T helper (Th) 2-dependent type 2 immune pathways have been recognized as an important driver for the development of fibrosis. Upon stimulation, activated Th2 immune cells and type 2 cytokines interact with inflammatory and tissue repair functions to stimulate an overzealous reparative response to tissue damage, leading to organ fibrosis and destruction. In this connection, type 2 pathways are activated by a variety of insults and pathological conditions to modulate the response. Carbon nanotubes (CNTs) are nanomaterials with a wide range of applications. However, pulmonary exposure to CNTs causes a number of pathologic outcomes in animal lungs, dominated by inflammation and fibrosis. These findings, alongside the rapidly expanding production and commercialization of CNTs and CNT-containing materials in recent years, have raised concerns on the health risk of CNT exposure in humans. The CNT-induced pulmonary fibrotic lesions resemble those of human fibrotic lung diseases, such as idiopathic pulmonary fibrosis and pneumoconiosis, to a certain extent with regard to disease development and pathological features. In fibrotic scenarios, immune cells are activated including varying immune pathways, ranging from innate immune cell activation to autoimmune disease. These events often precede and/or accompany the occurrence of fibrosis. Upon CNT exposure, significant induction and activation of Th2 cells and type 2 cytokines in the lungs are observed. Moreover, type 2 pathways are shown to play important roles in promoting CNT-induced lung fibrosis by producing type 2 pro-fibrotic factors and inducing the reparative phenotypes of macrophages in response to CNTs. In light of the vastly increased demand for nanosafety and the apparent induction and multiple roles of type 2 immune pathways in lung fibrosis, we review the current literature on CNT-induced lung fibrosis, with a focus on the induction and activation of type 2 responses by CNTs and the stimulating function of type 2 signaling on pulmonary fibrosis development. These analyses provide new insights into the mechanistic understanding of CNT-induced lung fibrosis, as well as the potential of using type 2 responses as a monitoring target and therapeutic strategy for human fibrotic lung disease.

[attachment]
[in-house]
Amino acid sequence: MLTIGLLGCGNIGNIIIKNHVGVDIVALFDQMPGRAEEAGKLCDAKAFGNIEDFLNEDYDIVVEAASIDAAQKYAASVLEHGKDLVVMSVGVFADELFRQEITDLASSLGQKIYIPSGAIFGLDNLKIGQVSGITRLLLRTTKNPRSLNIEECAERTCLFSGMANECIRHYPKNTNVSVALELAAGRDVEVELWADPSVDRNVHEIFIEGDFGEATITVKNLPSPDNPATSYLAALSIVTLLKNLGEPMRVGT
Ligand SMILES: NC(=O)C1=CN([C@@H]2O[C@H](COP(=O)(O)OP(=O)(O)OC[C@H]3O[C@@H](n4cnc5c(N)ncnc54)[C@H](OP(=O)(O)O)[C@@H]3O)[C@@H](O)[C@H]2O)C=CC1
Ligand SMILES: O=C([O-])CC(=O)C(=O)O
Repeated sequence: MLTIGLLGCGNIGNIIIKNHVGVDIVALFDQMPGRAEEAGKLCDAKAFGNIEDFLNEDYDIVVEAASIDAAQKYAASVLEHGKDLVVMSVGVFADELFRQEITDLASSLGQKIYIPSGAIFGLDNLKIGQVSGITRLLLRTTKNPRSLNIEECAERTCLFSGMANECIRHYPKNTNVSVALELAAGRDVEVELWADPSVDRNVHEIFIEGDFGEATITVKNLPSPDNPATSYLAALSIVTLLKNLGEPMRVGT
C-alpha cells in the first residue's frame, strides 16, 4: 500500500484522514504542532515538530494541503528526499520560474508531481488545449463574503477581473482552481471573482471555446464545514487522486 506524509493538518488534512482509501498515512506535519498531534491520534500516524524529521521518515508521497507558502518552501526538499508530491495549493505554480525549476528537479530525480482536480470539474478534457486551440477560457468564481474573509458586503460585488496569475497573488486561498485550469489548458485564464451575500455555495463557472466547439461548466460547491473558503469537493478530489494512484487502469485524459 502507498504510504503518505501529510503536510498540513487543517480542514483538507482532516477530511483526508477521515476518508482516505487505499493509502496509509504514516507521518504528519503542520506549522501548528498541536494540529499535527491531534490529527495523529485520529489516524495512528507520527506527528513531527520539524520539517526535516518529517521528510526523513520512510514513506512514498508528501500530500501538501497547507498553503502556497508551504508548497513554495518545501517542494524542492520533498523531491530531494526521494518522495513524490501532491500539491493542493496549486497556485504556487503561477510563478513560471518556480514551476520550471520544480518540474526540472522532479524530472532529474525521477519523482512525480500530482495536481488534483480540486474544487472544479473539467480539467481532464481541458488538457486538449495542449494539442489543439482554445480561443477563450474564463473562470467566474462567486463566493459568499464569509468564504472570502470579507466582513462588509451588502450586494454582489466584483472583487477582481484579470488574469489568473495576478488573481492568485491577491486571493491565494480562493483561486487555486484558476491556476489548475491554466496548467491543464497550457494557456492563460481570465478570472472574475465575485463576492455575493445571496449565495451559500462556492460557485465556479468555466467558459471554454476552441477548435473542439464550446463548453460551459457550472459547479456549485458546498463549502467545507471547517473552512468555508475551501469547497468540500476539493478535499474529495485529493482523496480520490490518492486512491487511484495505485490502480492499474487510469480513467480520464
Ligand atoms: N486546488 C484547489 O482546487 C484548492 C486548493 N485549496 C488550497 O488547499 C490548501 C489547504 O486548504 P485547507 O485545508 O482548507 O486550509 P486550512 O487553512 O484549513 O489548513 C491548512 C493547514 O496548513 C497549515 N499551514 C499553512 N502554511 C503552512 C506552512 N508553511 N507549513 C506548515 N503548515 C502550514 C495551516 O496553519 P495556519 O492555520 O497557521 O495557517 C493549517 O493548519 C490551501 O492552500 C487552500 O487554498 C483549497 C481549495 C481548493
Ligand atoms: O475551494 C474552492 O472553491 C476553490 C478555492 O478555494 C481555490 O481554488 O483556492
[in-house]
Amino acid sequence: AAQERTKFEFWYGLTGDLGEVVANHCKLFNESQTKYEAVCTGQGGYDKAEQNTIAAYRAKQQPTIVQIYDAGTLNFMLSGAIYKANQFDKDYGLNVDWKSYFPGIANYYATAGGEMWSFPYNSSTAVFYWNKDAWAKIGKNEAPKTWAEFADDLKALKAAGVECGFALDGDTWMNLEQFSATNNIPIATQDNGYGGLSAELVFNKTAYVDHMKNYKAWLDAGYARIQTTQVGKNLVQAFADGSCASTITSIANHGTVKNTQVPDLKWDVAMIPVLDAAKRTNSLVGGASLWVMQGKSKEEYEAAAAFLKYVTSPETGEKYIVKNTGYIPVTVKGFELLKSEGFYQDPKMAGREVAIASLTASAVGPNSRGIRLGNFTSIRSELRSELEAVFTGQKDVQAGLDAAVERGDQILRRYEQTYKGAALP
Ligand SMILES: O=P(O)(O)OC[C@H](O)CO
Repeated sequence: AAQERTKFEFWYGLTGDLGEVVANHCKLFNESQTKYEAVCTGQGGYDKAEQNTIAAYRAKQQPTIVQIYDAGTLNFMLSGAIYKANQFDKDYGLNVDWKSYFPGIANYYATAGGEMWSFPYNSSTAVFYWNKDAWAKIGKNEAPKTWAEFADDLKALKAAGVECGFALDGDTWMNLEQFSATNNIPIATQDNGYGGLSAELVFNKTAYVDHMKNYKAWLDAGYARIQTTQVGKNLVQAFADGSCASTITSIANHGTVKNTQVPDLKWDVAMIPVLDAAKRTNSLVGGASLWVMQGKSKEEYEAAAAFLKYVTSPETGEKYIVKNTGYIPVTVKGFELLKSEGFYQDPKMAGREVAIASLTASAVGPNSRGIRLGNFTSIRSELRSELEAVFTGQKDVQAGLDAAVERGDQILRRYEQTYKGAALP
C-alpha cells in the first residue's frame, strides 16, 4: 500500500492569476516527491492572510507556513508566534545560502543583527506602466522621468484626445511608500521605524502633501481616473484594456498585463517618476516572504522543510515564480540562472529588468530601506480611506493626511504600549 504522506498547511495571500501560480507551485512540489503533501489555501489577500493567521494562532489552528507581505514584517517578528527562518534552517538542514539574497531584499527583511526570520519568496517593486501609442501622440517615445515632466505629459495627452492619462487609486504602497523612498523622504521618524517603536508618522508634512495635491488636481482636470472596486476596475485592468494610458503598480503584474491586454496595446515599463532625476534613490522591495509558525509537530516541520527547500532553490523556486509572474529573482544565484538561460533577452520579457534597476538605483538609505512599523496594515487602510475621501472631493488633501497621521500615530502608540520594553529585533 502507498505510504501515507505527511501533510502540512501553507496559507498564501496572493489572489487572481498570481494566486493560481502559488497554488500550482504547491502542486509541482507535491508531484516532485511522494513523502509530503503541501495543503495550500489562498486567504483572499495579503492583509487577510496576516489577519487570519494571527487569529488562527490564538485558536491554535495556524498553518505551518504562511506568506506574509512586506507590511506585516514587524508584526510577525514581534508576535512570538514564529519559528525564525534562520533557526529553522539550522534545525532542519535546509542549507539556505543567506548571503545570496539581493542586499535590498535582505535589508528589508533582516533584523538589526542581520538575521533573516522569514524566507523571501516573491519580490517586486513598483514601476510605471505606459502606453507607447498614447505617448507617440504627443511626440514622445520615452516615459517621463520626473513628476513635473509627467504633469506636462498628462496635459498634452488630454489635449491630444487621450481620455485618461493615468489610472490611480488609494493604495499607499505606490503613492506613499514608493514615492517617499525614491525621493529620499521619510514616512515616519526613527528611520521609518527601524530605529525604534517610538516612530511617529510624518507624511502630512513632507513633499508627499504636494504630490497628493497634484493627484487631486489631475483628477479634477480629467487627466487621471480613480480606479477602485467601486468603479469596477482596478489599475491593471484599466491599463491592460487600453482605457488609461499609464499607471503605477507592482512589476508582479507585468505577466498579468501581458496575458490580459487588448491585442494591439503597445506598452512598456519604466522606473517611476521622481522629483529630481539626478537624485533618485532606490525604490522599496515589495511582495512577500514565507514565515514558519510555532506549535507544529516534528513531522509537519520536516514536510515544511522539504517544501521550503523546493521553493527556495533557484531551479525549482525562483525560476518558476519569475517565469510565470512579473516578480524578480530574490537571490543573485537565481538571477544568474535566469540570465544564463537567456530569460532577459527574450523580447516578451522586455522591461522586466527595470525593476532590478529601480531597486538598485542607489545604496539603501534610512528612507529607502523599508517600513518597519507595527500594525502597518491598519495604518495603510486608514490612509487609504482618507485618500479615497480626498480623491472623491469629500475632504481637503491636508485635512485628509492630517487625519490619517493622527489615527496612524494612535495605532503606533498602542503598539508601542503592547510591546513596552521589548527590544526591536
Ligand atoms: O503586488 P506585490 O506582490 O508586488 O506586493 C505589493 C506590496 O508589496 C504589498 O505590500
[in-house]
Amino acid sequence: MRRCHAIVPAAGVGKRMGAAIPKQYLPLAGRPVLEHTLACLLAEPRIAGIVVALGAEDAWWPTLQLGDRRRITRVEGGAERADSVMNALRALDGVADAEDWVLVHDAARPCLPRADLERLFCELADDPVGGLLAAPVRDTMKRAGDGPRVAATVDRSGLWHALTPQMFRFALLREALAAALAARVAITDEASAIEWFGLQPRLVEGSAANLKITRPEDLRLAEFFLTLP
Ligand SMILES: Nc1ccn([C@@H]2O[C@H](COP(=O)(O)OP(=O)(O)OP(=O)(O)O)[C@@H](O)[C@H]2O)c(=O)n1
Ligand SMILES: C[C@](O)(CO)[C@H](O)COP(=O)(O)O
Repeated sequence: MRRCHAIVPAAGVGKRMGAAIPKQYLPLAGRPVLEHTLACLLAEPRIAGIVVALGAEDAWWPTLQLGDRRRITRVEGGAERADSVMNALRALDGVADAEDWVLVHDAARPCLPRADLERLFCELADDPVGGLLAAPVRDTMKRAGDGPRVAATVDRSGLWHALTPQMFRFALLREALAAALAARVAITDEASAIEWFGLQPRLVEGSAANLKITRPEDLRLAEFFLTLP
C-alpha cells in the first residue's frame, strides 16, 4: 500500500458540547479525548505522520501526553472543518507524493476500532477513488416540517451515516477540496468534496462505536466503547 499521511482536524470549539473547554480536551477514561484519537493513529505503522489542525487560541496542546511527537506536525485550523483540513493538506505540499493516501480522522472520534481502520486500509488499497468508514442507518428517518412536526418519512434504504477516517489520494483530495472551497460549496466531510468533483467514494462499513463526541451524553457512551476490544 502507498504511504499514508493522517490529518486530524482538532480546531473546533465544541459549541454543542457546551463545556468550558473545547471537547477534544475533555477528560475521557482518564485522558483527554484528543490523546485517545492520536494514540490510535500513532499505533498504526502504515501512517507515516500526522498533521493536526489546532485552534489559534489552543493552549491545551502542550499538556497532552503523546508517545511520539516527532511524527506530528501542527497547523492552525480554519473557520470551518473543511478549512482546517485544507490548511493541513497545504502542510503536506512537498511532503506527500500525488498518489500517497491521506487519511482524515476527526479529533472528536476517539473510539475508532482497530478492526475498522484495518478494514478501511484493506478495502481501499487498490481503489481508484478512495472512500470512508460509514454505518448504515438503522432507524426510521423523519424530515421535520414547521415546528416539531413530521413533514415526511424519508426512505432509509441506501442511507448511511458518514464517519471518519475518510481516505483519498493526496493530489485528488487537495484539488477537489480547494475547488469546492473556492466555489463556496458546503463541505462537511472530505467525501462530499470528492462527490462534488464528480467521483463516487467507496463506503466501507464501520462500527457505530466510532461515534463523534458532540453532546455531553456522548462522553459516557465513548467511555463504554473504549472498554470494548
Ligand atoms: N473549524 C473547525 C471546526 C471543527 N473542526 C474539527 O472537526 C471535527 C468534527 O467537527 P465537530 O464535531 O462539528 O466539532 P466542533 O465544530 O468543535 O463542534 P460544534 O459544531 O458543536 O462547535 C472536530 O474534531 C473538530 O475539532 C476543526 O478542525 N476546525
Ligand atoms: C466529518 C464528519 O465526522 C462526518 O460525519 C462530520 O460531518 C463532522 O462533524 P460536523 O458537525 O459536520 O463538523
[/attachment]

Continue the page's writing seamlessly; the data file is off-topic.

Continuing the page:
Keywords: M2 macrophage; Th2 cell; carbon nanotube; cell signaling; inflammation; innate immunity; lung fibrosis; type 2 immune response.